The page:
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AfromodernismsParis, Harlem and the Avant-Garde$
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Fionnghuala Sweeney and Kate Marsh

Print publication date: 2013

Print ISBN-13: 9780748646401

Published to Edinburgh Scholarship Online: May 2014

DOI: 10.3366/edinburgh/9780748646401.001.0001

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Asymmetrical Possessions

Asymmetrical Possessions

Zora Neale Hurston and the Gendered Fictions of Black Modernity

Chapter:
(p.126) Chapter 5 Asymmetrical Possessions
Source:
Afromodernisms
Author(s):

Samantha Pinto

Publisher:
Edinburgh University Press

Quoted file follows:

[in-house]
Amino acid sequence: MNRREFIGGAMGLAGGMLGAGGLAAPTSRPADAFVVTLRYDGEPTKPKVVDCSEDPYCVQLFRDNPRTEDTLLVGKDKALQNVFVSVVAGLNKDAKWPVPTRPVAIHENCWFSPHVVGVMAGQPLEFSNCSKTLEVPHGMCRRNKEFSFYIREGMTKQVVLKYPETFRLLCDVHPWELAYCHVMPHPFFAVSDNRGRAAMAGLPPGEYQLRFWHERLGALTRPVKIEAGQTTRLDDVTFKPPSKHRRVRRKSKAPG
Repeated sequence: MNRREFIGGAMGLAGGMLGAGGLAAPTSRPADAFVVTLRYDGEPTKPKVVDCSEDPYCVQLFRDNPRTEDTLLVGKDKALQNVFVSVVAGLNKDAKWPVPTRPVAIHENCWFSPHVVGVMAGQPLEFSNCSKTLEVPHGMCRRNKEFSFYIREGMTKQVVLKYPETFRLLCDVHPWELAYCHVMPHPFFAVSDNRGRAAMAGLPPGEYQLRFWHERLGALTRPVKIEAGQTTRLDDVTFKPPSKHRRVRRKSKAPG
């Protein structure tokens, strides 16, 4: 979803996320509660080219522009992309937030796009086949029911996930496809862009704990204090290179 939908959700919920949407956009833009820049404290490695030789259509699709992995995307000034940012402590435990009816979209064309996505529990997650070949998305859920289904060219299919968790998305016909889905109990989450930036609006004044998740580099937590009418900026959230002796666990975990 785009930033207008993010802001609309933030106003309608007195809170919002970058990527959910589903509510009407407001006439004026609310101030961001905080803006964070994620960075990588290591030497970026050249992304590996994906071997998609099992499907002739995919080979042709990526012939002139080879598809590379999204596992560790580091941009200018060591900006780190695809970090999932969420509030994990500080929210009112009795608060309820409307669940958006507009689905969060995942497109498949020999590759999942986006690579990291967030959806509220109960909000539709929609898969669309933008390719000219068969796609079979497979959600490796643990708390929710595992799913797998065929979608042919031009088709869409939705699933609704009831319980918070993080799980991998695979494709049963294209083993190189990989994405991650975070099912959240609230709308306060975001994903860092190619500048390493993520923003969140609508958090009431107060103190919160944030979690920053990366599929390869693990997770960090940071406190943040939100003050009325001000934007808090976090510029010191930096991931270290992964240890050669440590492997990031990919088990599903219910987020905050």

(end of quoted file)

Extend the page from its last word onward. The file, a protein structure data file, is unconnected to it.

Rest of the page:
DOI:10.3366/edinburgh/9780748646401.003.0006

This chapter discusses Zora Neale Hurston's framing of spirit possession. In exploring the aesthetic politics that inform Hurston's Tell My Horse, it invokes a characterisation of asymmetry — ‘the abrupt and unexpected changes that characterize race and gender's relationship to modernity’ — as a method of unpicking Hurston's innovative critiques of existing orders of modernism. Reading through a black feminist critical model, the chapter suggests that in her writing about Haiti and Jamaica, by denying the teleology of racial and gendered progress, and suggesting simultaneities of difference within black Atlantic culture, Hurston succeeds in asymmetrically ‘possessing’ modernity.

Keywords:   spirit possession, politics, Tell My Horse, asymmetry, modernism

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